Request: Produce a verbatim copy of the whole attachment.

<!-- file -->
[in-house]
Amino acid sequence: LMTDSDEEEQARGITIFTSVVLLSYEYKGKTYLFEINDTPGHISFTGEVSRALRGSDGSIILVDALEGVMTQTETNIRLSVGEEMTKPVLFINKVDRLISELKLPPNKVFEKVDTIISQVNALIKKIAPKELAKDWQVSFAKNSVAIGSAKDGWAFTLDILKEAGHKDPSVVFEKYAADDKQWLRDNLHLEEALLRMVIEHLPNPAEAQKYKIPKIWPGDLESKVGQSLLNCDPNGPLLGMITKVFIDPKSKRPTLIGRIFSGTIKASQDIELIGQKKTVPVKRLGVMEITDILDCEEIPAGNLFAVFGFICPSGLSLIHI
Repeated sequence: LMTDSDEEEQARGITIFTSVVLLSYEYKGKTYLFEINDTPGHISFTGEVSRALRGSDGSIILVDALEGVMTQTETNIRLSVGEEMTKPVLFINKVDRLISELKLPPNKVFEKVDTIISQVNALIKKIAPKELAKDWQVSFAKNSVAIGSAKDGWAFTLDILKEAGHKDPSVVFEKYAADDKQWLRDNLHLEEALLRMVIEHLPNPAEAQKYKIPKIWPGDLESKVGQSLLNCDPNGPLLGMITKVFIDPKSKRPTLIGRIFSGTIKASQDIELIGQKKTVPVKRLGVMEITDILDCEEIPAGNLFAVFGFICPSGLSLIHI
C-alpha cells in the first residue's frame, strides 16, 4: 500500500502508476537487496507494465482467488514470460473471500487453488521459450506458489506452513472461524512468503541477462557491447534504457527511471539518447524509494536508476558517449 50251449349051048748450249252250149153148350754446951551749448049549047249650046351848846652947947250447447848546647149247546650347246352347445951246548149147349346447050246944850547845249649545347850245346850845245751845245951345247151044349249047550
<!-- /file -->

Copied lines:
[in-house]
Amino acid sequence: LMTDSDEEEQARGITIFTSVVLLSYEYKGKTYLFEINDTPGHISFTGEVSRALRGSDGSIILVDALEGVMTQTETNIRLSVGEEMTKPVLFINKVDRLISELKLPPNKVFEKVDTIISQVNALIKKIAPKELAKDWQVSFAKNSVAIGSAKDGWAFTLDILKEAGHKDPSVVFEKYAADDKQWLRDNLHLEEALLRMVIEHLPNPAEAQKYKIPKIWPGDLESKVGQSLLNCDPNGPLLGMITKVFIDPKSKRPTLIGRIFSGTIKASQDIELIGQKKTVPVKRLGVMEITDILDCEEIPAGNLFAVFGFICPSGLSLIHI
Repeated sequence: LMTDSDEEEQARGITIFTSVVLLSYEYKGKTYLFEINDTPGHISFTGEVSRALRGSDGSIILVDALEGVMTQTETNIRLSVGEEMTKPVLFINKVDRLISELKLPPNKVFEKVDTIISQVNALIKKIAPKELAKDWQVSFAKNSVAIGSAKDGWAFTLDILKEAGHKDPSVVFEKYAADDKQWLRDNLHLEEALLRMVIEHLPNPAEAQKYKIPKIWPGDLESKVGQSLLNCDPNGPLLGMITKVFIDPKSKRPTLIGRIFSGTIKASQDIELIGQKKTVPVKRLGVMEITDILDCEEIPAGNLFAVFGFICPSGLSLIHI
C-alpha cells in the first residue's frame, strides 16, 4: 500500500502508476537487496507494465482467488514470460473471500487453488521459450506458489506452513472461524512468503541477462557491447534504457527511471539518447524509494536508476558517449 50251449349051048748450249252250149153148350754446951551749448049549047249650046351848846652947947250447447848546647149247546650347246352347445951246548149147349346447050246944850547845249649545347850245346850845245751845245951345247151044349249047550